here) was this tourist map of Nevada. On its front and back flaps, it features a very curious mark over the first letter "a" in the word "Nevada." The mark directs its readers to pronounce the name of the state as "Nevada," using this [æ] sound, rather than "Ne-VAH-da," using this [ɑː] sound. Earlier this summer, some Nevada legislators discussed the idea of declaring the [æ] sound as the "official" pronunciation of the state's name. The implication here is that the "other" pronunciation of the state name, using the [ɑː] sound, is perceived as the "Spanish" pronunciation. (For a more detailed discussion of this issue, see here.)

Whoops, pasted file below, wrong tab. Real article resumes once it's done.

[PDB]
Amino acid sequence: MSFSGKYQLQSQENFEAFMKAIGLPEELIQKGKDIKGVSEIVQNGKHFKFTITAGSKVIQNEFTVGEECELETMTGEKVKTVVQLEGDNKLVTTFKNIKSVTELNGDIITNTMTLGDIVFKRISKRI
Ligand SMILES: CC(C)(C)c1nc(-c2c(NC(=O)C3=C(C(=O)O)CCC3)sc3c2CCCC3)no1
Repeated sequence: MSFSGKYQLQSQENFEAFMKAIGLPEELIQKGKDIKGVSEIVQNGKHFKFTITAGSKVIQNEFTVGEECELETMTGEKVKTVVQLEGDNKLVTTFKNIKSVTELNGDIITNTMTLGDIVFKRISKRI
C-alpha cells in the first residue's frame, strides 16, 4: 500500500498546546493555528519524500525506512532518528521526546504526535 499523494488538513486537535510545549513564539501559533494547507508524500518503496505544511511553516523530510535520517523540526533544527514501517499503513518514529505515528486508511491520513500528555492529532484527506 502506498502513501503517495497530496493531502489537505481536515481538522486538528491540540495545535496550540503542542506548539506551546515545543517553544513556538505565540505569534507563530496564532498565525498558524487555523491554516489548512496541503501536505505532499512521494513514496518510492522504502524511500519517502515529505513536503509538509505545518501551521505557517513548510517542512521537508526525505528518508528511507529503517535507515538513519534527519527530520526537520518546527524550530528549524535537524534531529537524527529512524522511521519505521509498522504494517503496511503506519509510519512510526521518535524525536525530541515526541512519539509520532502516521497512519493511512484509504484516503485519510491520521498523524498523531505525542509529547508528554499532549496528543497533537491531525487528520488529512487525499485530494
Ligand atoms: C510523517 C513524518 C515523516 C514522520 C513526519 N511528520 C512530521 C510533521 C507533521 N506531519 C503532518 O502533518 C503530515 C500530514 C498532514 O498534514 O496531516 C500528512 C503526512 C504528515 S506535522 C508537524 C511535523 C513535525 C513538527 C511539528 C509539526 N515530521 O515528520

In the context of this pronunciation debate, I find it curious that this tourist map readily acknowledges that the name of the state is Spanish in origin - it flatly states that "Nevada means 'snow-capped' in Spanish." So why would you go out of your way to discourage people from pronouncing it the "Spanish" way?